What is the Most Common Drug Test Used by Employers

Employers are responsible for ensuring safety and productivity among their employees. Drug screening for employees helps reduce work-related injuries, increase productivity, save money, and reduce crimes in the workplace. Although all employers should consider implementing drug-free workplace policies, safety-sensitive industries require drug testing, including construction and transportation. Numerous drug testing options are available for employers in all industries. Read on to learn the answer to these common questions:

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What are the most common drug tests for employment?
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What are the most common drug testing panels?
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What type of drug test do most employers use?
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When should you require a company drug test?
Nicole Slaughter
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Drug Screening for Employees

In addition to pre-employment drug testing, some employers drug test employees during their employment. Other situations where employers might drug test include:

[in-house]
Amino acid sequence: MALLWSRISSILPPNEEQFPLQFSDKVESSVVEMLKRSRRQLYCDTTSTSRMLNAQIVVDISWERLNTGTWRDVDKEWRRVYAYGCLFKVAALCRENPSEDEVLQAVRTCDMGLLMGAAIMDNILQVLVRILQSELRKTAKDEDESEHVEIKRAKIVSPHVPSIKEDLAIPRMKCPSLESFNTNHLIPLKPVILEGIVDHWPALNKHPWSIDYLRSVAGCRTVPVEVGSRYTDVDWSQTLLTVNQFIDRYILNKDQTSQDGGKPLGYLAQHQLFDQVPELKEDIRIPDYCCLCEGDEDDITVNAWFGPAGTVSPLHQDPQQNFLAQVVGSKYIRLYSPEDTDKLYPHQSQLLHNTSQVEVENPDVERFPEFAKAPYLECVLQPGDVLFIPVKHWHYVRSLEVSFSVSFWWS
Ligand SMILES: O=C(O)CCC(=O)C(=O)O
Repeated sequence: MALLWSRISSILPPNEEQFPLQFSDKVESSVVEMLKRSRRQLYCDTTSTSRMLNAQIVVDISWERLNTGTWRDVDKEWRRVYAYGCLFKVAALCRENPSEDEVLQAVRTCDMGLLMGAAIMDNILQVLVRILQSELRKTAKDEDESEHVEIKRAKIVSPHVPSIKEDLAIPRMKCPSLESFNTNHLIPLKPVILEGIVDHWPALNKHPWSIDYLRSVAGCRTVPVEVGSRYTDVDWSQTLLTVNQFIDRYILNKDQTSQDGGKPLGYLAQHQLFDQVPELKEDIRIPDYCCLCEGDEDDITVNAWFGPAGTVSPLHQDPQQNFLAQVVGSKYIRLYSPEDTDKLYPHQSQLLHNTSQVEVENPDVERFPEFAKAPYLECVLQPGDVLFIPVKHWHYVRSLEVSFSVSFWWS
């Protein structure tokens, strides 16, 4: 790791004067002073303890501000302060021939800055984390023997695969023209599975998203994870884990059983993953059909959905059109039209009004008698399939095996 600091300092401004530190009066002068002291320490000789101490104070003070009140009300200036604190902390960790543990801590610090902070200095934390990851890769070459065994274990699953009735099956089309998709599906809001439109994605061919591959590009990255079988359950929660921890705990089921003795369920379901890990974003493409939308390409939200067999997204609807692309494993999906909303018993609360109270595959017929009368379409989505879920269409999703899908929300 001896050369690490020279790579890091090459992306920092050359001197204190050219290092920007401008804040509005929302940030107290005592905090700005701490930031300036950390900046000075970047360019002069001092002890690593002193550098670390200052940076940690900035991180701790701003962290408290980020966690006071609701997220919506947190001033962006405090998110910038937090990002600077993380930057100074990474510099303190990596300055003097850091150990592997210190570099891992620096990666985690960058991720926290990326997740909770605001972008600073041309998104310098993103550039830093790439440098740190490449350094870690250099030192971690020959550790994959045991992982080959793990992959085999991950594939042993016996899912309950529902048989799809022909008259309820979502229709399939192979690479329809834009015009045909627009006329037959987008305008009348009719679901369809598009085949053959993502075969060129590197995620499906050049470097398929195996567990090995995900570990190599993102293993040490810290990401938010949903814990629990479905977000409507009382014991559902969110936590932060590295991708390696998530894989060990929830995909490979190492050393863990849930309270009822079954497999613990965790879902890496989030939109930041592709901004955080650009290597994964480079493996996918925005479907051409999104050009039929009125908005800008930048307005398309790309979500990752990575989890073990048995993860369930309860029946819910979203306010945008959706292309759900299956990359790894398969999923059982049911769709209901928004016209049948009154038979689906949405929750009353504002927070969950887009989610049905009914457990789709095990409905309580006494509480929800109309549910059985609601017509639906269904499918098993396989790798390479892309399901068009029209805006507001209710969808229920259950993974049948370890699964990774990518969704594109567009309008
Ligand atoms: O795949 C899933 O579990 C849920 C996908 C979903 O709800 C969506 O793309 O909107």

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Random drug testing. Employers must randomly select an employee from all employees at an unannounced time.
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Post-accident drug testing. Employers use drug testing after an accident, injury, or fatality to determine whether drugs could have had a hand in the incident.
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Reasonable suspicion testing. Employers must have reason to believe an employee is intoxicated. Signs of intoxication include slurred speech, lack of coordination, demonstrating unsafe behavior, or being unfit for work duties.
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Annual physical tests. Some employers include drug and alcohol testing as part of an annual physical exam. Employers must ensure they inform employees of drug testing during a physical exam.